All goes along swimmingly during the opening number on opening night: 


Their fatal mistake was the "actor" they picked to play the title role. In the hilarious audition scene, the producers have their pick of sincere, third rate (if that) actors, any one of whom would have been an ideal pick for the disaster Max and Leo had in mind. But after rejecting every last one of the would be Hitlers, in walks Lorenzo St. Dubois, better known by his initials, L.S.D. (Dick Shawn), a stoned, long-in-the-tooth hippie who stumbles into the wrong audition. Despite objections from the play's director Roger DeBris, Max insists L.S.D. be allowed to audition for the role, where with his backup band, a trio of flower children, he sings an anthem to love and flower power which perplexes everyone in the room except for Max who closes the audition with a jubilant: "That's Our Hitler!!!" 

Here in one fell swoop, LS.D. saves the play and in doing so, ruins Max and Leo's dreams of fabulous fortune:

It should be noted that virtually everyone related to these works as writers, directors and actors including The Three Stooges, Chaplin, Ernst Lubitsch, Jack Benny, Werner Klemperer, John Banner, Mel Brooks, Zero Mostel, Gene Wilder, Dick Shawn, and on and on, were Jewish. Perhaps this gives these artists the street cred to pull this kind of thing off, something that members of other ethnic groups who were not victims of the Nazis would lack. 

Now we can add Taika Watiti to that list as well.

Not surprisingly, a lot of folks are turned off by Watiti's Jo Jo Rabbit. Either they understandably find nothing funny about Nazis, they feel that when the film does get serious, it's not appropriately serious, or that its message is not deep enough. 

I suppose the happy-go-lucky, light-hearted nature of the trailer with its upbeat soundtrack of The Monkees, The Beatles and David Bowie singing in German doesn't make it easy to take the film seriously. Neither does the fact that this film, like those mentioned above, is billed as a comedy, which I believe is a stretch.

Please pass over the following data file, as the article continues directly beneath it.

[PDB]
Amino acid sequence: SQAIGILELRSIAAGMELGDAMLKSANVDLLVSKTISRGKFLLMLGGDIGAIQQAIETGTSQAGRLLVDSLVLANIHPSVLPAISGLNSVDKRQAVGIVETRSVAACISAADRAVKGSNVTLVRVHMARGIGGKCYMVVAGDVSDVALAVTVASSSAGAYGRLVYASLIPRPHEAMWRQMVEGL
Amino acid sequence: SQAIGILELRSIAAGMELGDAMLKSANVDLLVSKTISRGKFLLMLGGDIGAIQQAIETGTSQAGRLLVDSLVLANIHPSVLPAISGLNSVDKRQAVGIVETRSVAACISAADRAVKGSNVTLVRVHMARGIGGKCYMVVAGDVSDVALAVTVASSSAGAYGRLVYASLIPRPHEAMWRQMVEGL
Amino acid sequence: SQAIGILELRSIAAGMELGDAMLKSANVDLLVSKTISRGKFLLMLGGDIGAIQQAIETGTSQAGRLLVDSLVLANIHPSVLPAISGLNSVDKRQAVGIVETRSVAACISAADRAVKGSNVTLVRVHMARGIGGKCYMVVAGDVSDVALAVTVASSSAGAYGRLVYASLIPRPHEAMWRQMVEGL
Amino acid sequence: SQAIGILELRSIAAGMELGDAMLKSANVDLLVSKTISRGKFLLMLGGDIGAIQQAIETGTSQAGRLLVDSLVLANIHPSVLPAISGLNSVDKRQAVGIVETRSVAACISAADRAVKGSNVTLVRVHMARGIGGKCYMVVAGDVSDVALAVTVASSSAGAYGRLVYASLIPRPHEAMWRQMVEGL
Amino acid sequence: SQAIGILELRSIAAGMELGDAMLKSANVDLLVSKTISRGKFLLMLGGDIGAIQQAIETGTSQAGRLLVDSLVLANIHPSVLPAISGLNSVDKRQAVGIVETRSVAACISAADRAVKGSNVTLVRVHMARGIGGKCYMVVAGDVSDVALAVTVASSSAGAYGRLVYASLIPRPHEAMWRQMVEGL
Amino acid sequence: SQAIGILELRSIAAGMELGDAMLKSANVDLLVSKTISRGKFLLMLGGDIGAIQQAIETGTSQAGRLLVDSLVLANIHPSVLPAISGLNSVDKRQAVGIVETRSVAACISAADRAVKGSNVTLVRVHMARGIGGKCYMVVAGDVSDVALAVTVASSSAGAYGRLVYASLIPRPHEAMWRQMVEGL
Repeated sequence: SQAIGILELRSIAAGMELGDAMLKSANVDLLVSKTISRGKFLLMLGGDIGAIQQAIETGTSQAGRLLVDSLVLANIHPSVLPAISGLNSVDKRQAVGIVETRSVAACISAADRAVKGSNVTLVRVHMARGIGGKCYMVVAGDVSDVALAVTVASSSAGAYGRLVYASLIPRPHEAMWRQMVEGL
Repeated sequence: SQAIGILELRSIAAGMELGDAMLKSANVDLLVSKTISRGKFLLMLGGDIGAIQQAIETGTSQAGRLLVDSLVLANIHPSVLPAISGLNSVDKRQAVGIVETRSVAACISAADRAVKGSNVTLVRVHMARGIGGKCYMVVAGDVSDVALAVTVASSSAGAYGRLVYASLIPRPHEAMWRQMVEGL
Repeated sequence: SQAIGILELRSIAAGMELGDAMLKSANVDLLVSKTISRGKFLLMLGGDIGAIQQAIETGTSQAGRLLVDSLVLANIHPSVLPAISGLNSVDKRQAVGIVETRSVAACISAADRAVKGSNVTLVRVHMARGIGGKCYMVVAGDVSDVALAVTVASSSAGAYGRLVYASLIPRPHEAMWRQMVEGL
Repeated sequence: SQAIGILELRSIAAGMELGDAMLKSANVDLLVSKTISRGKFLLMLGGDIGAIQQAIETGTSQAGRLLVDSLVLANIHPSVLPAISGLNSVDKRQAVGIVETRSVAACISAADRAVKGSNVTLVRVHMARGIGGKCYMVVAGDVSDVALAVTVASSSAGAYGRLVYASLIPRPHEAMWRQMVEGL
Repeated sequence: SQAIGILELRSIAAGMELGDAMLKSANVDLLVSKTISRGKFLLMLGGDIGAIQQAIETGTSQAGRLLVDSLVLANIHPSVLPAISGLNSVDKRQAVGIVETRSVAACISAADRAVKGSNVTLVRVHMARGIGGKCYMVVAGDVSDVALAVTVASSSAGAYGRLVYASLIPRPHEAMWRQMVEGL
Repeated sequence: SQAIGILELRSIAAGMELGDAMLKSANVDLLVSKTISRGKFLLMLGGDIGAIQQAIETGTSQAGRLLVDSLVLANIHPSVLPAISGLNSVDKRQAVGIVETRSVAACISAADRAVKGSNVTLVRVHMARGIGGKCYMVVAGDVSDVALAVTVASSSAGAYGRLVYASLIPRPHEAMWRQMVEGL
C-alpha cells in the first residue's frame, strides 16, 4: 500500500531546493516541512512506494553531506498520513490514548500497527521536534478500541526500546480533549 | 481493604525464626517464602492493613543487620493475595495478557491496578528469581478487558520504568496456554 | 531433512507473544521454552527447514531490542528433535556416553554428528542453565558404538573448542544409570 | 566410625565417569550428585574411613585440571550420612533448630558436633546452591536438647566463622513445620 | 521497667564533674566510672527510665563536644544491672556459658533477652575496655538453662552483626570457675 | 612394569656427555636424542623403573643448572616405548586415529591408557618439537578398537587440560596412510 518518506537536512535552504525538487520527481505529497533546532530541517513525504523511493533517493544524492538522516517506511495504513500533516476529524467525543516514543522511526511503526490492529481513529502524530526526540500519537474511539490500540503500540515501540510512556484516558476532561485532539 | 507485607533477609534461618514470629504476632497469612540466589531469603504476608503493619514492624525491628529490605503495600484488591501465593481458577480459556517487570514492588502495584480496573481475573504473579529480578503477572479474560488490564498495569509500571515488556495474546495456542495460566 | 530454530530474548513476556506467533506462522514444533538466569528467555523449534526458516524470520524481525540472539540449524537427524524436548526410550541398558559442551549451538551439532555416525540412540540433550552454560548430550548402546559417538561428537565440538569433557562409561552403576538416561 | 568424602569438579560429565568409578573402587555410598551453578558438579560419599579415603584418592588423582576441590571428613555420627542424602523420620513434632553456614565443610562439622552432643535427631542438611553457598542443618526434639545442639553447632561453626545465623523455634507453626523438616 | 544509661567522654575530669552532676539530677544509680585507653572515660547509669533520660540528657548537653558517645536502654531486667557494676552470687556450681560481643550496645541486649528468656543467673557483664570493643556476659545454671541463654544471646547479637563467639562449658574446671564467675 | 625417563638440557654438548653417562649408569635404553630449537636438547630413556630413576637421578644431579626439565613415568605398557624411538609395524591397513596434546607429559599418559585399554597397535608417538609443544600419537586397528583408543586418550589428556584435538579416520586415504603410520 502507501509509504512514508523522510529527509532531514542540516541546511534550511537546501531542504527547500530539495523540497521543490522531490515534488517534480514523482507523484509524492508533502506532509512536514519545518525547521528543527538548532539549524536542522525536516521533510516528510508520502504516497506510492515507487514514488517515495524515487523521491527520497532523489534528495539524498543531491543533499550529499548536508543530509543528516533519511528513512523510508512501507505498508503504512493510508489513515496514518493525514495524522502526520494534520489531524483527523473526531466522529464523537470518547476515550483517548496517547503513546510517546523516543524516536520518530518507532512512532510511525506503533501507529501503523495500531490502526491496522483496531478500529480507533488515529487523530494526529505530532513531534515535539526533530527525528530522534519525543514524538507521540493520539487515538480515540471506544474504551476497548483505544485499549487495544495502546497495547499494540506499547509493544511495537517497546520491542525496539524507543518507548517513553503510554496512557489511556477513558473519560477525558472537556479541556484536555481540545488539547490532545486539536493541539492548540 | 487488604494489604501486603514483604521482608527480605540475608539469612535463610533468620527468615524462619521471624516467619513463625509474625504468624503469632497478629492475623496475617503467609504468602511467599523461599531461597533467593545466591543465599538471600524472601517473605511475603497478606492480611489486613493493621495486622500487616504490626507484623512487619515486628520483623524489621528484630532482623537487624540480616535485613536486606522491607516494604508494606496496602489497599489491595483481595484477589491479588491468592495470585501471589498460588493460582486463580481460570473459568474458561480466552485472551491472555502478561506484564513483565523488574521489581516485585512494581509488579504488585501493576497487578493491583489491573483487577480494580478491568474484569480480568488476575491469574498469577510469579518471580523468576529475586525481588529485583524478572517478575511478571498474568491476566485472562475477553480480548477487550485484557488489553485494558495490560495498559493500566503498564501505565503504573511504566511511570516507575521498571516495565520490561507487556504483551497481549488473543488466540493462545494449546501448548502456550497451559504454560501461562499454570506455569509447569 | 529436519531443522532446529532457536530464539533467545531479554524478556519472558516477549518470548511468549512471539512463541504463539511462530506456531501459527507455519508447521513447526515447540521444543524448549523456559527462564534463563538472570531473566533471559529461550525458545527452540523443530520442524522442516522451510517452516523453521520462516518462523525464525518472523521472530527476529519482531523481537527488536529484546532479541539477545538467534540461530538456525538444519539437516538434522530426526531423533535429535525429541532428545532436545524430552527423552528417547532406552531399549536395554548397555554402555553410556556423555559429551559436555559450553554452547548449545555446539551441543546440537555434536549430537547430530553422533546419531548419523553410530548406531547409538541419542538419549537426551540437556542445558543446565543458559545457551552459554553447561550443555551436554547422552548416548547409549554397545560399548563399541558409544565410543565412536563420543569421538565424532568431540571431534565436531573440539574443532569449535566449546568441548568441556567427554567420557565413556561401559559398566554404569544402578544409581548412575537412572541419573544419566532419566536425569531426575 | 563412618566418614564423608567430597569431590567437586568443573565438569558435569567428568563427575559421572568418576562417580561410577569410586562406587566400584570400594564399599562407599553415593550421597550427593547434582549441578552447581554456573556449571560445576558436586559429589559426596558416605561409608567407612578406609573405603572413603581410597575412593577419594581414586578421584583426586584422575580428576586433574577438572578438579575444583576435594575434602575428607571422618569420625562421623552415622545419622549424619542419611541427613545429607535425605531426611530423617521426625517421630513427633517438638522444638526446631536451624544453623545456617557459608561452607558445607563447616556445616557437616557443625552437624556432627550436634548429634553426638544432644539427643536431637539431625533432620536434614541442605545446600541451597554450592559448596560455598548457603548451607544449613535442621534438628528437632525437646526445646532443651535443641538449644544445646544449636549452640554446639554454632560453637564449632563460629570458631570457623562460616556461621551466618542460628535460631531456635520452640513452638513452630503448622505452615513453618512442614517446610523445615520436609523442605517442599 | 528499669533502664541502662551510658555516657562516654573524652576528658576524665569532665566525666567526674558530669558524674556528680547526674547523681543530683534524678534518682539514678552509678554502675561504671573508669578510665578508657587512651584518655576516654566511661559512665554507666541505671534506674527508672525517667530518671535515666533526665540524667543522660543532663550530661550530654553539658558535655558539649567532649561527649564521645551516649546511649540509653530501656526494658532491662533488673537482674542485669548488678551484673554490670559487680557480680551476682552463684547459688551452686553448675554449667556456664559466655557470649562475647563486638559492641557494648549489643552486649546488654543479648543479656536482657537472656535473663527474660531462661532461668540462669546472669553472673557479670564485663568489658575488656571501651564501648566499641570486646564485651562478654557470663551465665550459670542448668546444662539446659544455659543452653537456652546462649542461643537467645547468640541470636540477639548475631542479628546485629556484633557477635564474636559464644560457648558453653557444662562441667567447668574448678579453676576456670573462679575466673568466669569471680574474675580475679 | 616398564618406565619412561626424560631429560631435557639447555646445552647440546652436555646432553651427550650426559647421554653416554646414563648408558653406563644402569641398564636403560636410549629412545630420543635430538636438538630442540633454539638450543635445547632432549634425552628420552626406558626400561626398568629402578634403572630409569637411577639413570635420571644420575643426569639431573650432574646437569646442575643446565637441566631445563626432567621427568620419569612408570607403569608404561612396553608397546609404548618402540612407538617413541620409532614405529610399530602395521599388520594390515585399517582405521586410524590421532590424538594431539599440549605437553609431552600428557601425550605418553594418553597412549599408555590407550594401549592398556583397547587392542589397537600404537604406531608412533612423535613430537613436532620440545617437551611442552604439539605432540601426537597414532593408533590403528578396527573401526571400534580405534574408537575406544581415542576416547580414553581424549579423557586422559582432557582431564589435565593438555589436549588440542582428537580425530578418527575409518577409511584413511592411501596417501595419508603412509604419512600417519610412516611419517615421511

While it's true that Jo Jo Rabbit doesn't give us the stereotypical, standard issue gravitas we've come to expect from films about its subject, it's certainly no Gay Romp in the Hitler Jugend either. There are some truly horrifying (albeit non-graphic) scenes, one of which is so heart-wrenching that it still haunts me 72 hours after seeing it, and I have no doubt it will stick with me for the rest of my days. 

Perhaps the biggest criticism leveled against the movie is Watiti's portrayal of a kinder, gentler, funny Hitler. However if you've been paying any attention at all, you know that he's not portraying Hitler at all, any more than Dick Shawn was in The Producers. In his case, Watiti is playing an imaginary person conceived in the mind of a ten year old child. That the child should happen to choose this particular "friend" shouldn't come as a surprise given the circumstances of growing up in Nazi Germany. Of course this is a highly personal and idealized Hitler, it would be ridiculous to imagine anyone, especially a child, conceiving the real Hitler as his imaginary friend. That critics take this Hitler mirage so literally is their problem, not the film's. 

What I think makes JJR so powerful is the relationships it develops between the child, played brilliantly by Roman Griffin Davis, and the characters around him, none of whom are exactly what they seem at first. His mother Rosie (Scarlett Johansen giving perhaps the most complex performance of her career), from the outset seems to be the perfect Nazi mom. After all how could a child develop such a fervent passion without the help of a parent? It turns out Rosie is anything but. We learn this first hand when the mother and child stumble upon a gruesome scene of the hanging corpses of several townspeople in the public square. "What did they do?" asks Jo Jo. "Whatever they could" was his mother's terse response. 

Why then one may ask, would Rosie tolerate Jo Jo's fanaticism? Like the film, the answer is both complicated and painfully simple, for his survival of course. Along those lines, Rosie enrolls Jo Jo in a camp of the Deutsches Jungvolk in der Hitler Jugend, sort of the Cub Scouts of the Hitler Youth. She entrusts his safety to another enigmatic character, the commandant of the camp, Captain Klenzendorf (Sam Rockwell) whose true relationship with Rosie remains one of the many unanswered mysteries of the movie.